Amyotrophic lateral sclerosis (ALS) is a neurodegenerative disease characterized by the preferential death of motor neurons. Approximately 10% of ALS cases are familial and 90% are sporadic. Fused in sarcoma (FUS) is a ubiquitously expressed RNA-binding protein implicated in familial ALS and frontotemporal dementia (FTD). The physiological function and pathological mechanism of FUS are not well understood, particularly whether post-translational modifications play a role in regulating FUS function. In this study, we discovered that FUS was acetylated at lysine-315/316 (K315/K316) and lysine-510 (K510) residues in two distinct domains. Located in the nuclear localization sequence, K510 acetylation disrupted the interaction between FUS and Transportin-1, resulting in the mislocalization of FUS in the cytoplasm and formation of stress granule-like inclusions. Located in the RNA recognition motif, K315/K316 acetylation reduced RNA binding to FUS and decreased the formation of cytoplasmic inclusions. Treatment with deacetylase inhibitors also significantly reduced the inclusion formation in cells expressing ALS mutation P525L. More interestingly, familial ALS patient fibroblasts showed higher levels of FUS K510 acetylation as compared with healthy controls. Lastly, CREB-binding protein/p300 acetylated FUS, whereas both sirtuins and histone deacetylases families of lysine deacetylases contributed to FUS deacetylation. These findings demonstrate that FUS acetylation regulates the RNA binding, subcellular localization and inclusion formation of FUS, implicating a potential role of acetylation in the pathophysiological process leading to FUS-mediated ALS/FTD.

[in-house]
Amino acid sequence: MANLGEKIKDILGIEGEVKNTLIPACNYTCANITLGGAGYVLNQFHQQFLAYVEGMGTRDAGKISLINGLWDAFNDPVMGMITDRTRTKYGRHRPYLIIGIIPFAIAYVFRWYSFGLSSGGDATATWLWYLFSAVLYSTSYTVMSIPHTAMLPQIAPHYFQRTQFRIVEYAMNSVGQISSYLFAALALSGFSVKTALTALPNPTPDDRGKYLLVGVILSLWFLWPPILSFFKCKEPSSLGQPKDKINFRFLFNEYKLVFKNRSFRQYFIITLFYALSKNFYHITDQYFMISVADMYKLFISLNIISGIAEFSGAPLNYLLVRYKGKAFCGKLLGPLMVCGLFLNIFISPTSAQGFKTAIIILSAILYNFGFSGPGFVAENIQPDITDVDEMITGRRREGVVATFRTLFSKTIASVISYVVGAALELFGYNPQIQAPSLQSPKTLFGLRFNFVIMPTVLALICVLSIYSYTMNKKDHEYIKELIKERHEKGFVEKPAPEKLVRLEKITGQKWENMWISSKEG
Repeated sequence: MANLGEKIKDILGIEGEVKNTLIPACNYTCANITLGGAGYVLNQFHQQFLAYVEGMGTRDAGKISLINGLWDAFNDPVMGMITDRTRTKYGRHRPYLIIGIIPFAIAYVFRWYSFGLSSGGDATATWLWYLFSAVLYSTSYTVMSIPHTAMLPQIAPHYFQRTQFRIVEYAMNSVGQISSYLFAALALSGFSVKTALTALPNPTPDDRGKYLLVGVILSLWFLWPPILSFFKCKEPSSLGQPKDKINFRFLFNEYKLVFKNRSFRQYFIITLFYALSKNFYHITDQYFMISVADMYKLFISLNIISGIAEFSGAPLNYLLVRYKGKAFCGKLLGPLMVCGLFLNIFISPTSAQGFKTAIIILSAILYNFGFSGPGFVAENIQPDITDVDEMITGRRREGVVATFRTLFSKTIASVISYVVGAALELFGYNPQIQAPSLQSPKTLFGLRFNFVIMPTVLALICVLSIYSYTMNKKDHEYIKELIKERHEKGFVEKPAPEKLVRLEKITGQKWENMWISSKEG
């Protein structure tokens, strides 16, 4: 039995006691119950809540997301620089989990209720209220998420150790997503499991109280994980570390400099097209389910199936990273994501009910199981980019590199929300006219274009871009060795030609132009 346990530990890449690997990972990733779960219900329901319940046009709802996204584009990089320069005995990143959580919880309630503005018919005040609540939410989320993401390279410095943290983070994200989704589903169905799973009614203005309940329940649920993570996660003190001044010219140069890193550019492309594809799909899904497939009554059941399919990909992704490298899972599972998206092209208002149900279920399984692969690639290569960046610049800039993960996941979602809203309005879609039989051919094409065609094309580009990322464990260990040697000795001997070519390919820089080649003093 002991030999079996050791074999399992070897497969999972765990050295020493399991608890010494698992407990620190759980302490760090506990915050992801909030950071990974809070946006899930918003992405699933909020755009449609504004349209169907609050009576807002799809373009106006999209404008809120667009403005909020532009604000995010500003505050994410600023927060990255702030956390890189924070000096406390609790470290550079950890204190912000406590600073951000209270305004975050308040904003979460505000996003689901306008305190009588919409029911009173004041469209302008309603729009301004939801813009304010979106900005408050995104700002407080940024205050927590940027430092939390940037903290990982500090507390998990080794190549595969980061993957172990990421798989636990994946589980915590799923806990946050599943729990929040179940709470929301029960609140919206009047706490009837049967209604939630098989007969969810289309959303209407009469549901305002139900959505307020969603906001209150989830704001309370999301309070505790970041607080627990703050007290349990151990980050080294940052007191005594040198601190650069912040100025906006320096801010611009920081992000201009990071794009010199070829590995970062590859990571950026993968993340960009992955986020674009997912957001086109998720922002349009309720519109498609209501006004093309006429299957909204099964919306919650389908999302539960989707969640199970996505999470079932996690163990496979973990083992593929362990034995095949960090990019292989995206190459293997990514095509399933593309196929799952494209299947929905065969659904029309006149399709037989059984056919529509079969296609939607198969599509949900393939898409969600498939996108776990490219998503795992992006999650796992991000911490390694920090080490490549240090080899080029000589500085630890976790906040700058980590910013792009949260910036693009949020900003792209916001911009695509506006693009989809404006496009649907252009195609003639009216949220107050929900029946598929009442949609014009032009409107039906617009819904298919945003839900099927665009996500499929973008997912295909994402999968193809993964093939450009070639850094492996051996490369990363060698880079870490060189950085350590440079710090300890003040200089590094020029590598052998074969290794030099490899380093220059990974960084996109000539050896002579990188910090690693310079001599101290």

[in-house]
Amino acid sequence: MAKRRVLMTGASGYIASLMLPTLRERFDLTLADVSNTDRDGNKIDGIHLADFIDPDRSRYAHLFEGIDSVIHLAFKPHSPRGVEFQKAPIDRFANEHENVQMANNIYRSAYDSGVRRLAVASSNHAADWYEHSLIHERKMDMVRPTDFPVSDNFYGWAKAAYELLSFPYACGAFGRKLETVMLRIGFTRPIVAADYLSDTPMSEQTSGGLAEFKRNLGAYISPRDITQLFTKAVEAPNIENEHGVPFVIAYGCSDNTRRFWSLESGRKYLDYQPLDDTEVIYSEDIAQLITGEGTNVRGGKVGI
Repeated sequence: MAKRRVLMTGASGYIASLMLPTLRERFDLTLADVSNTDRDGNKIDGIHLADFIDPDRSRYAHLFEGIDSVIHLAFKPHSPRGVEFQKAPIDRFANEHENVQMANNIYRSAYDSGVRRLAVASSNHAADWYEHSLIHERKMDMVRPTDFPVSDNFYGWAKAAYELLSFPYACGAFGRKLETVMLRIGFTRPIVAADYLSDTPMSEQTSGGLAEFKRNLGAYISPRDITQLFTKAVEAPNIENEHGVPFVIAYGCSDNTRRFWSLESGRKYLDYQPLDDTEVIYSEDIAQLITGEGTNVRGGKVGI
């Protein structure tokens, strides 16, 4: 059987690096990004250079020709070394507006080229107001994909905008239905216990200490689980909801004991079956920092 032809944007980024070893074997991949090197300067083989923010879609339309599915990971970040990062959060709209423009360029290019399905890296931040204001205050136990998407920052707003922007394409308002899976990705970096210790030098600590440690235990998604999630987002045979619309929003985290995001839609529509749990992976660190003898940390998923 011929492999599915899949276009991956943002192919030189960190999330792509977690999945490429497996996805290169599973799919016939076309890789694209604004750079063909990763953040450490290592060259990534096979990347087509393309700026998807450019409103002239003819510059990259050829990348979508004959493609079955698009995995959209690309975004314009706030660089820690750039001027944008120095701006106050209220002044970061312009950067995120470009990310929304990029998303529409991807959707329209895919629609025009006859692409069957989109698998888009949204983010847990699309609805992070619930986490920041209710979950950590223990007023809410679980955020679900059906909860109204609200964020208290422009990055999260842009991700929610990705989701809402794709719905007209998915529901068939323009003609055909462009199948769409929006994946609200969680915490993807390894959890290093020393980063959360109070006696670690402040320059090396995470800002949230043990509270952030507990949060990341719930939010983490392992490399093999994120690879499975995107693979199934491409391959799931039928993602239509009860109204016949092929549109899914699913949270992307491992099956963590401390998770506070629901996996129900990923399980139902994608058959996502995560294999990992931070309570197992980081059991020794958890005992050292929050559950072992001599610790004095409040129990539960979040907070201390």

|Number of pages||14|
|Journal||Human Molecular Genetics|
|State||Published - Aug 15 2020|
Bibliographical noteFunding Information:
National Institute of Neurological Disorder and Stroke (R01NS077284 to H.Z.); Muscular Dystrophy Association (MDA352743 to H.Z.); Department of Veteran Affairs Merit Review (I01 BX002149 to H.Z.); National Institute of Neurological Disorders and Stroke (R21 NS095299 to J.G.). National Institute of Environmental Health Sciences Training (T32ES07266); University of Kentucky College of Medicine Fellowship for Excellence in Graduate Research (to A.A). Molecular graphics program ChimeraX is developed by the Resource for Biocomputing, Visualization, and Informatics at the University of California, San Francisco, with support from National Institutes of Health (R01-GM129325) and the Office of Cyber Infrastructure and Computational Biology, National Institute of Allergy and Infectious Diseases.
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ASJC Scopus subject areas
- Molecular Biology